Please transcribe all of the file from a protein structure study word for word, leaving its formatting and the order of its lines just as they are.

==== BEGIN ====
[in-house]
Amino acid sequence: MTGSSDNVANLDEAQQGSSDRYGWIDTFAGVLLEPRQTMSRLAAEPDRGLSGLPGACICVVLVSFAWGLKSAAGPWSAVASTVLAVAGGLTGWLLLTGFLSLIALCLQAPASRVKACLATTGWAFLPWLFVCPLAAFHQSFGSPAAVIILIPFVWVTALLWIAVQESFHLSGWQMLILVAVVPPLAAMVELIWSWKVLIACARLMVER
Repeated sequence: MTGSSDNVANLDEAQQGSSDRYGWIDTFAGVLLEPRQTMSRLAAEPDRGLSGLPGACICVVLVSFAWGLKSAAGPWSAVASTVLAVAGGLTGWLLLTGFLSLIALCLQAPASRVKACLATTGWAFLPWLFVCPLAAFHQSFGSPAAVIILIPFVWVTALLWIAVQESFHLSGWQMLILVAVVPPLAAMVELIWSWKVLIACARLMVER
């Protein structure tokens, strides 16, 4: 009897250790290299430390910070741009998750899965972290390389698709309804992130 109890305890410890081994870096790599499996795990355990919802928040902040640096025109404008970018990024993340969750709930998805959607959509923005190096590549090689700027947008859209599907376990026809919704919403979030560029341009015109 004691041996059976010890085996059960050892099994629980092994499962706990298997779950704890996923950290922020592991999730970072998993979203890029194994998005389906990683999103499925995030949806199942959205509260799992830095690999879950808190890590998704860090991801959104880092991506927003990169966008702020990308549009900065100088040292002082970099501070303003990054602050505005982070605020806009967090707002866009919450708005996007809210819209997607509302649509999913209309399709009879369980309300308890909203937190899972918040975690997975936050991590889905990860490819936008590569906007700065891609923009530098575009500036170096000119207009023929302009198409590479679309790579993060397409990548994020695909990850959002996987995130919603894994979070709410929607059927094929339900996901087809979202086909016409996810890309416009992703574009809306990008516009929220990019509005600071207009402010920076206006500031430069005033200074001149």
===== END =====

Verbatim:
[in-house]
Amino acid sequence: MTGSSDNVANLDEAQQGSSDRYGWIDTFAGVLLEPRQTMSRLAAEPDRGLSGLPGACICVVLVSFAWGLKSAAGPWSAVASTVLAVAGGLTGWLLLTGFLSLIALCLQAPASRVKACLATTGWAFLPWLFVCPLAAFHQSFGSPAAVIILIPFVWVTALLWIAVQESFHLSGWQMLILVAVVPPLAAMVELIWSWKVLIACARLMVER
Repeated sequence: MTGSSDNVANLDEAQQGSSDRYGWIDTFAGVLLEPRQTMSRLAAEPDRGLSGLPGACICVVLVSFAWGLKSAAGPWSAVASTVLAVAGGLTGWLLLTGFLSLIALCLQAPASRVKACLATTGWAFLPWLFVCPLAAFHQSFGSPAAVIILIPFVWVTALLWIAVQESFHLSGWQMLILVAVVPPLAAMVELIWSWKVLIACARLMVER
């Protein structure tokens, strides 16, 4: 009897250790290299430390910070741009998750899965972290390389698709309804992130 109890305890410890081994870096790599499996795990355990919802928040902040640096025109404008970018990024993340969750709930998805959607959509923005190096590549090689700027947008859209599907376990026809919704919403979030560029341009015109 004691041996059976010890085996059960050892099994629980092994499962706990298997779950704890996923950290922020592991999730970072998993979203890029194994998005389906990683999103499925995030949806199942959205509260799992830095690999879950808190890590998704860090991801959104880092991506927003990169966008702020990308549009900065100088040292002082970099501070303003990054602050505005982070605020806009967090707002866009919450708005996007809210819209997607509302649509999913209309399709009879369980309300308890909203937190899972918040975690997975936050991590889905990860490819936008590569906007700065891609923009530098575009500036170096000119207009023929302009198409590479679309790579993060397409990548994020695909990850959002996987995130919603894994979070709410929607059927094929339900996901087809979202086909016409996810890309416009992703574009809306990008516009929220990019509005600071207009402010920076206006500031430069005033200074001149």